• Biological Control- The use of natural enemies, such as parasites, diseases, and parasitoids, to control pest populations. Allows us to control invasive insect populations without using harsh chemicals. (Also known as biocontrol.)
  • Biodiversity- The number of different types of species within a given area. In general, a higher biodiversity means a healthier ecosystem.
  • Community- Many different populations within a given area
  • Ecosystem- All of the biotic, or living aspects, and the abiotic, or non-living aspects, features within a given area and their interactions with each other.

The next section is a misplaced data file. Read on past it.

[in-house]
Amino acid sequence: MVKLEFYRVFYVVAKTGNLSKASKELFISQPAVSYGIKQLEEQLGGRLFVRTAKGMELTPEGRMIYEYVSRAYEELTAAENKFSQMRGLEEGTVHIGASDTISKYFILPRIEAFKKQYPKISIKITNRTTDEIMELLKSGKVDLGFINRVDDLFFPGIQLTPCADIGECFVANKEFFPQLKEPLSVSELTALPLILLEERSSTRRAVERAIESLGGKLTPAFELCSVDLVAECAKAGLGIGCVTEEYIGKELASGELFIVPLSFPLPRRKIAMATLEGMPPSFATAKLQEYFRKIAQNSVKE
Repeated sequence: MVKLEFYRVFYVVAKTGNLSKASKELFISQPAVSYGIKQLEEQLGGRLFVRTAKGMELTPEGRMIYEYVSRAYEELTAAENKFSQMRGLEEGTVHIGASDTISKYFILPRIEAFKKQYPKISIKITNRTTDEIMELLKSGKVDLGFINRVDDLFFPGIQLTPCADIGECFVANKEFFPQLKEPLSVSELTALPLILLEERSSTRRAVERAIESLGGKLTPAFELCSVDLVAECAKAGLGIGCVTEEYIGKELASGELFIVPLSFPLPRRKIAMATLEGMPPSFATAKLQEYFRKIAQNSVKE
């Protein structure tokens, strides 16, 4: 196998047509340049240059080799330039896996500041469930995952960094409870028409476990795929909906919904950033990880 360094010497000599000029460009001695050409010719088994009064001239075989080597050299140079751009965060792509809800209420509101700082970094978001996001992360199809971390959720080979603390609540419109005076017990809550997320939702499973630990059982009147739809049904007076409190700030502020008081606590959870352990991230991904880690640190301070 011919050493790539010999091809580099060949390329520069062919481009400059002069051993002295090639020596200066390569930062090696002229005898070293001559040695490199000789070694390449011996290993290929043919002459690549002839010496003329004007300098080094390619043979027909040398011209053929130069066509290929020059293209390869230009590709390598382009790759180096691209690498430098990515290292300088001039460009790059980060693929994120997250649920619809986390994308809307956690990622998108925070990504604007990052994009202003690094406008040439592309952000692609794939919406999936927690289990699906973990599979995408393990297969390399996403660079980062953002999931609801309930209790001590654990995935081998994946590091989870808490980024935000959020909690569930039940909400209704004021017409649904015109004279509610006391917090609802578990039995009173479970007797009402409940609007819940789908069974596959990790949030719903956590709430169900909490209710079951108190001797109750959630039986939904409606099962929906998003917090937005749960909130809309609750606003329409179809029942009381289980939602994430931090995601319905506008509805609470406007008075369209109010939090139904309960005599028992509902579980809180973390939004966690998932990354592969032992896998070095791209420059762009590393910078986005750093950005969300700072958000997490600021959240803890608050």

• Generalist- Animals that can live by consuming a wide variety of foods, such as rats, cockroaches, crows, and raccoons. These animals tend to do extremely well in cities.
  • Migration- The seasonal move of an animal from one area to another, often to find more abundant food or preferable sites for nesting
  • Population- All of the individuals of a certain species within a given area
  • Specialist- Animals with very particular dietary or habitat needs, such as butterflies and hummingbirds. These animals tend to do relatively poorly in cities and many have seen sharp declines in their populations over the last few decades.


Ecological Effects of Urbanization

Urban Heat Island Effect